We kick off our four-part series on BIG LOVE by looking at self-love.
AB Banks, defines love as “doing the right thing with a passion.” That means taking care of themselves and their folks, and they see the potential of self-love to be communal and revolutionary.
Day-to-day AB works with the People’s Programs in Oakland, supporting their unhoused neighbors through clinics and food donations. Outside of that, AB is deep in the practice of meditation. After setting out on a personal journey to learn the art of meditation, which included a trip abroad to study with renowned practitioners. AB has recently launched the Mad Chill series of short meditative videos with the aim of making this practice more accessible.
In our conversation, AB shares what they’ve learned and some of the tools they’ve acquired on this journey to understanding the various shapes self-love can take.
Below are lightly edited excerpts of my conversation with AB Banks.
Pen: What’s your definition of love?
AB: Been thinking about this. I came up with a couple of definitions, but the one that I’m holding to is, “the passion to do the right thing and to practice it.”
Pen: How did you land on that?
AB: Thinking about all the moments where I was in love, or deep in love, not even just with a significant other, but just acting out love… It was always me doing the right thing with a passion.
AB: … My definition of sin is going against yourself. So self-love is me doing the right thing. Waking up, drinking water, not immediately grabbing my phone, doing the morning routine, meditating, stretching. These are all things that we know internally – for most of us – that we should be doing. So that’s self-love ya know…
Pen: How does self-love tie into community? Or is it a communal act?
AB: Mmmm. Yes, yes, self-love is a communal act. I think people feel that they have to do self-love alone, but experiencing self-love in a group/community is one of the most powerful things. I’m thinking about Ramadan, for example, you’re fasting in a group setting. Fasting is one of the highest forms of self-love for me. If you find a community to take a journey of self-love with, I think that amplifies it.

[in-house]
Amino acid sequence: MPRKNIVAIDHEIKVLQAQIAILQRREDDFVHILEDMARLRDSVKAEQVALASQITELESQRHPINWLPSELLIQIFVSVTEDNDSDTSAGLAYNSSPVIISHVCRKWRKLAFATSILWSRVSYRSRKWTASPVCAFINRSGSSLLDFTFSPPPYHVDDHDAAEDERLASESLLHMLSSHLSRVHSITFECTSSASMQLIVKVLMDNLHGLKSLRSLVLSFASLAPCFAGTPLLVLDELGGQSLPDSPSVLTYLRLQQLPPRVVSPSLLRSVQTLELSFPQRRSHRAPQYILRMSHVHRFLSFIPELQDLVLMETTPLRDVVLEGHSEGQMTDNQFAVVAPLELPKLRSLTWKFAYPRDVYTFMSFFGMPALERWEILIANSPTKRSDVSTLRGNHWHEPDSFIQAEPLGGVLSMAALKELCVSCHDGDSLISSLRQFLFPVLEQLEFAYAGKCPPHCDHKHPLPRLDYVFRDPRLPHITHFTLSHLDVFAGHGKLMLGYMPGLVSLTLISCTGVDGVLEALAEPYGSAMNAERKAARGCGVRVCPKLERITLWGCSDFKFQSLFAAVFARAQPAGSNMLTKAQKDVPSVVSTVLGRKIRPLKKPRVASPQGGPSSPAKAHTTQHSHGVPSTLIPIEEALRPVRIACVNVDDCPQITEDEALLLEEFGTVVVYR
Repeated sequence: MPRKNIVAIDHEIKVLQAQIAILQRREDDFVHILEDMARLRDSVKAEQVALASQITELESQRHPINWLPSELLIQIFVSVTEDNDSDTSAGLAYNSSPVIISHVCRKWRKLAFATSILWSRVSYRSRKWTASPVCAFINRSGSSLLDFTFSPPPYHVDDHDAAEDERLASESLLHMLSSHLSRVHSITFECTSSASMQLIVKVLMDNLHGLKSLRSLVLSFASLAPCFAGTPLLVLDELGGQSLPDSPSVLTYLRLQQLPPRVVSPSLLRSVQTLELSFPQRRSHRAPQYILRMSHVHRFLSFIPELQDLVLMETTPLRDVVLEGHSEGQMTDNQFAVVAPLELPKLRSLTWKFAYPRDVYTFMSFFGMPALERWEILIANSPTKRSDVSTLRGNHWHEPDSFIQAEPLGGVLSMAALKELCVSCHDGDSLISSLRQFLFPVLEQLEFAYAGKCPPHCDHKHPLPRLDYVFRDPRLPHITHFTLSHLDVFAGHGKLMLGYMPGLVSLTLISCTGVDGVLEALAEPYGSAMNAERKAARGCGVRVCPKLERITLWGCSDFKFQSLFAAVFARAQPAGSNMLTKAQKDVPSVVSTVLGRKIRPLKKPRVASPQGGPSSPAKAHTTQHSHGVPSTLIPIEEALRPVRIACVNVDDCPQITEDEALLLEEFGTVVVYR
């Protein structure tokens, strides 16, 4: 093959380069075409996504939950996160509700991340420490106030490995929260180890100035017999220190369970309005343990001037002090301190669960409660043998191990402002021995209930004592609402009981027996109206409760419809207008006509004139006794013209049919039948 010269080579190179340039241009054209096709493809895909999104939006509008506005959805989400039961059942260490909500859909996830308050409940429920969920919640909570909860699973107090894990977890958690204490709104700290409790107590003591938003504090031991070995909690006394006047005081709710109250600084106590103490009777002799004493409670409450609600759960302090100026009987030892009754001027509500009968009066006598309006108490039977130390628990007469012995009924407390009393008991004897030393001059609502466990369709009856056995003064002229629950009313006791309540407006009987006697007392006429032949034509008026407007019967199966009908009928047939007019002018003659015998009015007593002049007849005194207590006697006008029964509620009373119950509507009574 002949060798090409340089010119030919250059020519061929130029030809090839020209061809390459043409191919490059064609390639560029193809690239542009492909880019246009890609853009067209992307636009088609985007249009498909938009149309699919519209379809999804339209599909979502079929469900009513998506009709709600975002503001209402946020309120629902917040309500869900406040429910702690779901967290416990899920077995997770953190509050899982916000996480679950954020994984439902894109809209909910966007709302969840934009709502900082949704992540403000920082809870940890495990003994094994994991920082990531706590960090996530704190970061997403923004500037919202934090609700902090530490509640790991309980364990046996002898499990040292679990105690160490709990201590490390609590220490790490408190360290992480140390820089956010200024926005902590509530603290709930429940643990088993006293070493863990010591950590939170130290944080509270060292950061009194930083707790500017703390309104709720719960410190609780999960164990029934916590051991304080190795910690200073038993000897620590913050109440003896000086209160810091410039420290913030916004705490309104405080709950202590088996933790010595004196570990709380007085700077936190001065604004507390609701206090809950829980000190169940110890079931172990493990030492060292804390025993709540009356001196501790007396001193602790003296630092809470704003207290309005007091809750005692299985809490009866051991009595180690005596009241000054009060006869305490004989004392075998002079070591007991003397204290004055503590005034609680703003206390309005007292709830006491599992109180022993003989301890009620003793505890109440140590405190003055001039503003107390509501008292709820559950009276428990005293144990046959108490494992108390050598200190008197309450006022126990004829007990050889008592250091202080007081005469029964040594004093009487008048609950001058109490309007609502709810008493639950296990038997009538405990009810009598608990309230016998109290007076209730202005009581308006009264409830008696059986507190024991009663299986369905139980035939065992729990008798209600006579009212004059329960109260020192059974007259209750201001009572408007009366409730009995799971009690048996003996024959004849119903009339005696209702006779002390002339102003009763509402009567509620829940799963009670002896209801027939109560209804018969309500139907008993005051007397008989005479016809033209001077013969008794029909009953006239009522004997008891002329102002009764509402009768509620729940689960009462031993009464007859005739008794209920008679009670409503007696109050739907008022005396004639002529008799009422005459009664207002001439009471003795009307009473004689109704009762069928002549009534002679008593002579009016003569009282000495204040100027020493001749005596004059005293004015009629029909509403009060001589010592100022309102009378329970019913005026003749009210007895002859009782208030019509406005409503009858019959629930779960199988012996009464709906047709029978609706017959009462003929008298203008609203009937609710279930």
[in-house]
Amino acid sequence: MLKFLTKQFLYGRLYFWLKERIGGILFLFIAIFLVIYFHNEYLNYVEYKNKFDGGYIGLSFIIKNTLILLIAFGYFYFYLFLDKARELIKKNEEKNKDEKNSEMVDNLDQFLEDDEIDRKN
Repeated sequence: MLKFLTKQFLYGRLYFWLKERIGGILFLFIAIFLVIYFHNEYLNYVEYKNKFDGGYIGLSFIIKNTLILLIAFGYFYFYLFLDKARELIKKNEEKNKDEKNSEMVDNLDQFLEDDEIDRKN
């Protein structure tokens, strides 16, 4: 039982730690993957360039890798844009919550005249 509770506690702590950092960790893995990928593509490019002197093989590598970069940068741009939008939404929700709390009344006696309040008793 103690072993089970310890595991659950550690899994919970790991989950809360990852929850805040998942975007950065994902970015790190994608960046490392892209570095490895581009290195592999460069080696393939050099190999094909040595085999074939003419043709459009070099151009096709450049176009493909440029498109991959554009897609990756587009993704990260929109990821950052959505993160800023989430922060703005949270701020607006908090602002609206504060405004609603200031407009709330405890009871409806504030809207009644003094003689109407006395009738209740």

Pen: I got to go back to that… fasting is the highest form of self-love? When I have fasted, it doesn’t feel good… It doesn’t feel like self-love.
AB: I feel you but, look, this is the thing about – not just Ramadan – but fasting… Your purpose has to be aligned, right? Also without the prayer [laughs] oh you’re done.
AB: … All my work stems back to action. That’s why ‘the practice of doing the right thing.’ The passion to practice it. Because, love is a verb… Revolution is one of the most radical forms of self-love to me: Being real with yourself about what’s going on outside and not pushing it under the rug, not pretending like it’s not happening, but actually doing material things to shift it.
AB: I’m here on this world and I wanna make sure if I see somebody starving outside… That is going to go directly against my self-love, ya feel me? I can’t visually watch this and not do anything and then have all this self-love for me. I need to be material as well because I’m a materialist, I’m a dialectic materialist.